Advanced Micro Devices, Inc. (NYSE: AMD) has now finalized its pact with GlobalFoundries which gets rid of its 9% stake in the foundry. The value of about $278 million will ultimately result in charges of about $700 million and it means that AMD payments of $425 million will be paid over four installments this year. Purchase commitments with GlobalFoundries came with low yields and brought lower margins. To make matters worse, Intel Corporation (NASDAQ: INTC) has apparently been taking more business as AMD did not ship enough new processors.
AMD will at least be able to take some portions of its process making to another foundry, but the details on which functions that is remain unknown as of yet. The pricing model goes back to a cost-plus model that is based upon a fixed number of wafers per quarter. AMD is expected to spend much more on its wafers in 2012 versus 2011.
Will AMD use Taiwan Semiconductor Manufacturing Company (NYSE: TSM) for its ‘secondary functions’ in the new deal? It already makes most of the AMD graphics chipsets. The graphics market is potentially up for grabs as rival NVIDIA Corporation (NASDAQ: NVDA) looks to move beyond graphic chipsets to have some processor business in tablets and mobile computing devices that are in the post-PC movement.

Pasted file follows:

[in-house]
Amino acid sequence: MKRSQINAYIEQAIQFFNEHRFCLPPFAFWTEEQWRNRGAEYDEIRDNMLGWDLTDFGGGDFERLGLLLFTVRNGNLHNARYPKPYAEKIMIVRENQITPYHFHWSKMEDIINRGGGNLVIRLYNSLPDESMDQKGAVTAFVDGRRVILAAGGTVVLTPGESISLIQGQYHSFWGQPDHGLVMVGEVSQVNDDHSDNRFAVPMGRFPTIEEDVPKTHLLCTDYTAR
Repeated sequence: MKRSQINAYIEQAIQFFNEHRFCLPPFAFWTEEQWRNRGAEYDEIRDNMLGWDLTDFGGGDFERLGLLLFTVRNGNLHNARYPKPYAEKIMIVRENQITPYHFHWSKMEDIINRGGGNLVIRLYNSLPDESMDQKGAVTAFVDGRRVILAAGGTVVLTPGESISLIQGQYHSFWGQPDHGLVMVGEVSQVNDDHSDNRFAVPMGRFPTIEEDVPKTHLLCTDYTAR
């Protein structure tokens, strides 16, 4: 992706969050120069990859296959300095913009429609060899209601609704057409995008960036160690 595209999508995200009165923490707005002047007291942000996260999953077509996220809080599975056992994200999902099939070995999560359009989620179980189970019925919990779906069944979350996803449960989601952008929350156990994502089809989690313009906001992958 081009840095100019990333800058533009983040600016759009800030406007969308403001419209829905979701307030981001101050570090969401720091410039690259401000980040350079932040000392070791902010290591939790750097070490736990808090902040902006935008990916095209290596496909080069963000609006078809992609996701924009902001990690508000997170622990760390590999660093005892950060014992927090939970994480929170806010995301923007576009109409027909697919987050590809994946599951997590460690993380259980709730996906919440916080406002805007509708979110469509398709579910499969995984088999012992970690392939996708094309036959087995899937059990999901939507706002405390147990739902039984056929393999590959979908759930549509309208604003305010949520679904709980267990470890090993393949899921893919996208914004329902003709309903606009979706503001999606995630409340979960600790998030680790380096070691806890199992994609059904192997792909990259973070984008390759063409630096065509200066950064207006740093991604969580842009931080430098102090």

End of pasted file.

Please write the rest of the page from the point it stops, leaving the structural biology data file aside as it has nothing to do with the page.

The big question is whether or not AMD’s gamble was the right move to save on costs or not. Intel is fab-heavy and can retool its plants almost immediately when it decides to make changes. For AMD to switch directions, it has to order the change to be made to its partners and go through the waiting process while obligations have to be fulfilled for whatever existing product is being shipped. Fab-lite means ‘change slow’ even if it means lower operating costs.
In a world where many investors believe that Intel’s processors for PCs have been somewhat held back just so that AMD cannot lose too much business to where they can again assert that Intel is monopoly, you have to wonder.
At $7.47, AMD’s 52-week trading range is $4.31 to $9.17. If you trust estimates, Thomson Reuters has estimates of $0.65 EPS for 2012 and $0.81 EPS for 2013. We will see if those estimates hold up after the charges get factored in.
JON C. OGG